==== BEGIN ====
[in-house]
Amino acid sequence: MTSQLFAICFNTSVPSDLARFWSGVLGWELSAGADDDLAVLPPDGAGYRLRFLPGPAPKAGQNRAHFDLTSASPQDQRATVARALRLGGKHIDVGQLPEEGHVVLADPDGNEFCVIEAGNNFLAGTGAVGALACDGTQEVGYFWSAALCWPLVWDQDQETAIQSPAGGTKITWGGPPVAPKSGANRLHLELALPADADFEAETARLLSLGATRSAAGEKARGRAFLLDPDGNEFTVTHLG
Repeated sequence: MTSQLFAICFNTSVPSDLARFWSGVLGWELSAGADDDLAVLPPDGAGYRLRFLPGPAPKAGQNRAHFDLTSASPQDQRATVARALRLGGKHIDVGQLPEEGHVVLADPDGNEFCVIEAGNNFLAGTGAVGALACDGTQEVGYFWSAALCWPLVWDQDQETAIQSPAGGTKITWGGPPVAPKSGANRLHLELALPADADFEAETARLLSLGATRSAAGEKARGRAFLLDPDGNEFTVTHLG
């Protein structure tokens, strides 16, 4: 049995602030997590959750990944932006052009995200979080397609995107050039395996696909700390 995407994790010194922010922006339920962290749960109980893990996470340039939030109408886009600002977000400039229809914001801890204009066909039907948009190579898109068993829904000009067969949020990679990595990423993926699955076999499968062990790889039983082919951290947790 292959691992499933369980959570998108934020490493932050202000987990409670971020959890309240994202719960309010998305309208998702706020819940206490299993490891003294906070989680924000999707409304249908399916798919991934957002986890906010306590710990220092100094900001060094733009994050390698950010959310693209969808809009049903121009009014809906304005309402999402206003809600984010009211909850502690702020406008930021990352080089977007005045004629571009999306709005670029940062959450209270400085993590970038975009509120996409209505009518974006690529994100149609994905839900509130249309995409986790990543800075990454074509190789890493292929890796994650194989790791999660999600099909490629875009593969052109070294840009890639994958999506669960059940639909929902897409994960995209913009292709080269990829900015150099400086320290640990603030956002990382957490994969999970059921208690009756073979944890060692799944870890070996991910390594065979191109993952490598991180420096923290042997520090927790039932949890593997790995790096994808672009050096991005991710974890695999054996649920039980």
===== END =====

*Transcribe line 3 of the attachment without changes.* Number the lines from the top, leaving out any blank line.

Repeated sequence: MTSQLFAICFNTSVPSDLARFWSGVLGWELSAGADDDLAVLPPDGAGYRLRFLPGPAPKAGQNRAHFDLTSASPQDQRATVARALRLGGKHIDVGQLPEEGHVVLADPDGNEFCVIEAGNNFLAGTGAVGALACDGTQEVGYFWSAALCWPLVWDQDQETAIQSPAGGTKITWGGPPVAPKSGANRLHLELALPADADFEAETARLLSLGATRSAAGEKARGRAFLLDPDGNEFTVTHLG